The federal government released background details Thursday about what its carbon price scheme will look like, but a local "made-in-Manitoba" alternative isn't ready for consumption.
Ottawa's plan is structured to ensure the provinces put a price on carbon starting next year, and outlines how the federal government will impose that price in provinces that don't do it themselves.
Manitoba and Saskatchewan were holdouts last year in signing a federal climate change plan.
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With details now out on a framework for carbon pricing, the focus shifted to provinces such as Manitoba that do not have a plan in place. Premier Brian Pallister says more consultation and work is needed before his government will share its own scheme with the public.
"We'll need to get more detail before we release our plan. I'll let Manitobans have their say on whether they want the Trudeau tax or they want a made-in-Manitoba plan," Pallister told reporters Thursday.
The federal government has set an initial price of $10 a tonne on carbon dioxide emissions in 2018, increasing to $50 a tonne by 2022.
A carbon tax of $10 a tonne on gasoline would require an extra 2.33 cents per litre added at the pumps, increasing to 11.63 cents per litre by 2022.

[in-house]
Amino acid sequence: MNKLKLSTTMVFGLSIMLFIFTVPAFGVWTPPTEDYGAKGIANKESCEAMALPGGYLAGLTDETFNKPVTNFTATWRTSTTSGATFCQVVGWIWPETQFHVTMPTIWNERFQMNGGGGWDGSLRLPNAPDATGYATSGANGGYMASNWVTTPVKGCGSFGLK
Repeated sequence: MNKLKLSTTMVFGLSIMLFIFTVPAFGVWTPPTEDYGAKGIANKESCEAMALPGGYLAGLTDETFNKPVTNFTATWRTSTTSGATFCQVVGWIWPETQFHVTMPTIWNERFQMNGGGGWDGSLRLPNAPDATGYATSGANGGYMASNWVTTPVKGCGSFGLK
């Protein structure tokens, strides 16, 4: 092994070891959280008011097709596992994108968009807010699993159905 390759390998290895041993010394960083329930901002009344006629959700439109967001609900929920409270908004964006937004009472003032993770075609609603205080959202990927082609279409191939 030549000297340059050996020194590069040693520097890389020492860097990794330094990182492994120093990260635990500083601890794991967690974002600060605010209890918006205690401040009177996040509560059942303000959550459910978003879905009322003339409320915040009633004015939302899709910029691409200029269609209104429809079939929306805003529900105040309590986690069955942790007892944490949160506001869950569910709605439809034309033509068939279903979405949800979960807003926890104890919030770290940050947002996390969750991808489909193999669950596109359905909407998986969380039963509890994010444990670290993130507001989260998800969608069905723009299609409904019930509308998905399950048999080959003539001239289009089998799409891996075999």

Pallister says Manitoba will do its part to fight climate change and acknowledges that will involve increasing costs for carbon-emitting fuel. But he says the province has more negotiating to do and wants credit for massive investments made here in green hydroelectric power.
"Those are significant investments in a green economy that we've made that other provinces have not. In fact, we've made some of the largest investments of any Canadians in terms of a green economy," Pallister said.
The premier acknowledged one possibility in a Manitoba scheme would involve the re-investment of carbon tax revenue in Manitoba Hydro to improve its financial situation and ease looming rate increases for electricty.
The NDP Opposition says the Pallister government has been too slow to release its carbon price plan.
"The premier has been all over the map in terms of global warming," said NDP environment critic Rob Altemeyer.
"His government has said two times in a row in their throne speeches they are going to bring in this made-in-Manitoba approach to climate and then in the budget speeches to follow, which is supposed to implement your throne speech, they don't even mention the word."
Pallister said his government has received extensive feedback from Manitobans on a climate change plan but more needs to be done.
Following the 2016 election, the PC government hired campaign manager David McLaughlin to help craft a Manitoba climate change scheme. McLaughlin has recently taken on the Tory government's communications strategy as well.
Pallister was asked if the Manitoba solution would be ready by early summer, late summer or in the fall.
His response was, "That's probably right."